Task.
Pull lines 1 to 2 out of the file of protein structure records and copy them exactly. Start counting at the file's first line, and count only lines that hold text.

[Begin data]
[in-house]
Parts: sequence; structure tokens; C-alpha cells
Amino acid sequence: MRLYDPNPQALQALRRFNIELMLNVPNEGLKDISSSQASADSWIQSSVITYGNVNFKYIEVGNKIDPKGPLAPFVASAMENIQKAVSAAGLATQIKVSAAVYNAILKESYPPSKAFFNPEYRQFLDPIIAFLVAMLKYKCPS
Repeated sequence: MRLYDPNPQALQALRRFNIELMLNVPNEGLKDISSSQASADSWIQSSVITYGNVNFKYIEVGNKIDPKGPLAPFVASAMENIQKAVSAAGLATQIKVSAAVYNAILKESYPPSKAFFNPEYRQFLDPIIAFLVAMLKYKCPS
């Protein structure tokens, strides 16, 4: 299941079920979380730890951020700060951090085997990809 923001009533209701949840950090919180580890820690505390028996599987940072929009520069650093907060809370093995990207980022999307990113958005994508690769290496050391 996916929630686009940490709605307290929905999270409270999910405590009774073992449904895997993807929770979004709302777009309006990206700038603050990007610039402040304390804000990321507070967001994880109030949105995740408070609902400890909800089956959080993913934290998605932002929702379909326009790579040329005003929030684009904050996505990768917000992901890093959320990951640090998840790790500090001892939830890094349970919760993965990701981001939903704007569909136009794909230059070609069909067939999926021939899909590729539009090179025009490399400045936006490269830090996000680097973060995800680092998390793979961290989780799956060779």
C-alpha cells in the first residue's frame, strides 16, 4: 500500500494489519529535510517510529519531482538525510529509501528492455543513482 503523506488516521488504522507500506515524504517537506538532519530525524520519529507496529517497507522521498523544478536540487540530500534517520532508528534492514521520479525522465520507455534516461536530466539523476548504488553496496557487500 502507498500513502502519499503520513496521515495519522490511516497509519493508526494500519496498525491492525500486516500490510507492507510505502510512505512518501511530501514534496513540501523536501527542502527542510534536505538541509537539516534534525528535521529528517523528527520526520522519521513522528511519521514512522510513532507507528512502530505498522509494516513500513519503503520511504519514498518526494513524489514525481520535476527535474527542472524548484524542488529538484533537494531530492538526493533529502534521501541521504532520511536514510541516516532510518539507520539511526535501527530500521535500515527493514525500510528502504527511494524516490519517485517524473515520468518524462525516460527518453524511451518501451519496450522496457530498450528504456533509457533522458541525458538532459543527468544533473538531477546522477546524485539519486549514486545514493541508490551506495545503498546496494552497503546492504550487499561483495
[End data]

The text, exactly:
[in-house]
Parts: sequence; structure tokens; C-alpha cells